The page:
Sunday, August 25, 2019

Scam And Comply.

Victoria Strauss's  "Writer Beware" blog has a comprehensive list of scammers preying on writers. One should bookmark it.

That same part of the world has also taken no small part in ebook piracy.

While membership of the Authors Guild may not help writers (much) against piracy, apart from advocacy in all the right and powerful places against all aspects of copyright infringement, Authors Guild can assist members to recognize and avoid bad publishing contracts and disputes with publishers.

When acting like a bed bug and biting your gigantic host, it's always good to anesthetize them first. Here's the compliance part, which is actually about non-compliance.

Legal blogger Craig L. Cupid, writing for Baker Hostetler has written a three-part blog series about the DMCA and the requirements with which companies must comply in order to merit Safe Harbor protections.



Craig L. Cupid makes the points:
"Three rules associated with these requirements are recurring issues not being addressed by OSPs:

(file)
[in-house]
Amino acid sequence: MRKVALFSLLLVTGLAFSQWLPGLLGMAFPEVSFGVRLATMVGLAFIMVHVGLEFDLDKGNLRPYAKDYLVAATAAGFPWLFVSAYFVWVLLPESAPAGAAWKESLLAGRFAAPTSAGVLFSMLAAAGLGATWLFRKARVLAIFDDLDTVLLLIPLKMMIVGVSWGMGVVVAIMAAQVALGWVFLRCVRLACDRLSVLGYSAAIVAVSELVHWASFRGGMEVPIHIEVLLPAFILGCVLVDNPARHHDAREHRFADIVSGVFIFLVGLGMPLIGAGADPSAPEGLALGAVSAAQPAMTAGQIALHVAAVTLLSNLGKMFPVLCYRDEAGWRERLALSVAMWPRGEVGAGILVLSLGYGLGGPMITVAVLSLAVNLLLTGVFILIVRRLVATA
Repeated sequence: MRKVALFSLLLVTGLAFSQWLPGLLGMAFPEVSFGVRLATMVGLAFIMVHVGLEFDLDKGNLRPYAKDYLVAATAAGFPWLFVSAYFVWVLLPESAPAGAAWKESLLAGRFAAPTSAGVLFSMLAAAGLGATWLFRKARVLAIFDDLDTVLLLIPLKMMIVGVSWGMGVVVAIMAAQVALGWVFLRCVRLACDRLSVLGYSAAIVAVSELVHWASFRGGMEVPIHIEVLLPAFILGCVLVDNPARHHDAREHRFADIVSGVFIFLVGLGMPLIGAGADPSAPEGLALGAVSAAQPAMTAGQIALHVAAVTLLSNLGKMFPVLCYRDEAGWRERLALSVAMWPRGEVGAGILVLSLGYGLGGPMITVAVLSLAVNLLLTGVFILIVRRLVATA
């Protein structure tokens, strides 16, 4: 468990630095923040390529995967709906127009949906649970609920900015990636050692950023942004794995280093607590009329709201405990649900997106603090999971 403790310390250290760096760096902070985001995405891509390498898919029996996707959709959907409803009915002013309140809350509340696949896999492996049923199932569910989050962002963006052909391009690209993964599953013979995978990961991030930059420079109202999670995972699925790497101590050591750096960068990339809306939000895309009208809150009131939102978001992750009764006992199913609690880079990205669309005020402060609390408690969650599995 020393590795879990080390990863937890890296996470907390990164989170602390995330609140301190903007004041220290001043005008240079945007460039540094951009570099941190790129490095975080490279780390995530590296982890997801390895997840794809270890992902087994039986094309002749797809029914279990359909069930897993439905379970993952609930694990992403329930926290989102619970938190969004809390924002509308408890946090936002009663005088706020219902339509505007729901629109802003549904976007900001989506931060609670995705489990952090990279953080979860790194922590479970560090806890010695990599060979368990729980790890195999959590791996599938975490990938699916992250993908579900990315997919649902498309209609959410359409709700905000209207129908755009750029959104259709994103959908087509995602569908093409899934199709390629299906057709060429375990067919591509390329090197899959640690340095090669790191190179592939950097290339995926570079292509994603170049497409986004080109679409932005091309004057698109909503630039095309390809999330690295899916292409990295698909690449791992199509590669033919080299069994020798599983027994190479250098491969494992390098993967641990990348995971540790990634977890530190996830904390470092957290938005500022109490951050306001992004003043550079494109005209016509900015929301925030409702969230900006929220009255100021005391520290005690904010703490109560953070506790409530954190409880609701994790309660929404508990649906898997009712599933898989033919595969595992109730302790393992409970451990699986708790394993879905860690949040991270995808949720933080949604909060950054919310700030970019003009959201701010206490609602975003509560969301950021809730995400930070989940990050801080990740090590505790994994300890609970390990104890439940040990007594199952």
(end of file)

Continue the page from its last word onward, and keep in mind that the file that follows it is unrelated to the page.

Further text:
1. OSPs must provide the Copyright Office with their full legal name, physical street address and any alternate names affiliated with the platform.
  2. OSPs must register a designated agent to receive copyright infringement notices. The rules require that the agent’s full name, address, phone number and email be publicly accessible on the OSP’s website and that the identical information be provided to the Copyright Office for display in its DMCA directory.
  3. OSPs must write, post and implement a repeat infringer policy to govern the takedown process for users who recurrently post copyrighted materials."
Does EBay do #2?  Does Amazon?  Does Facebook? How many times have the copyright owners amongst our readers gone to an OSP site and been given the run-around instead of finding a clear link to a fully named person who is copyright agent, with full contact info?

Another big host, Amazon, is in the news for acting like a flea market.

Bill Bostock, writing for Business Insider, reported this week on the bootleg copies of George Orwell's "1984" being sold by scammers who claim copyright over their versions, and include gibberish and horrible gaffes presumably from a much-relied upon internet translation app.  "Faces" into "Feces".

Bill's is a very interesting take on the topic. Highly recommended.

Another sizeable establishment is allegedly attempting to trademark the definite article. That would be the word "The".  (Application No. 88571984).

Alex Nealon, blogging for the law firm Banner Witcoff, reports on Lexology, and also on the Patent Arcade blog about The Ohio State University's quest to patent that word, presumably in the limited context of clothing.

Wouldn't "The U", as the University of Miami is known, want to challenge that trademark grab?
Hopefully, someone will tell them.

All the best,
Rowena Cherry 

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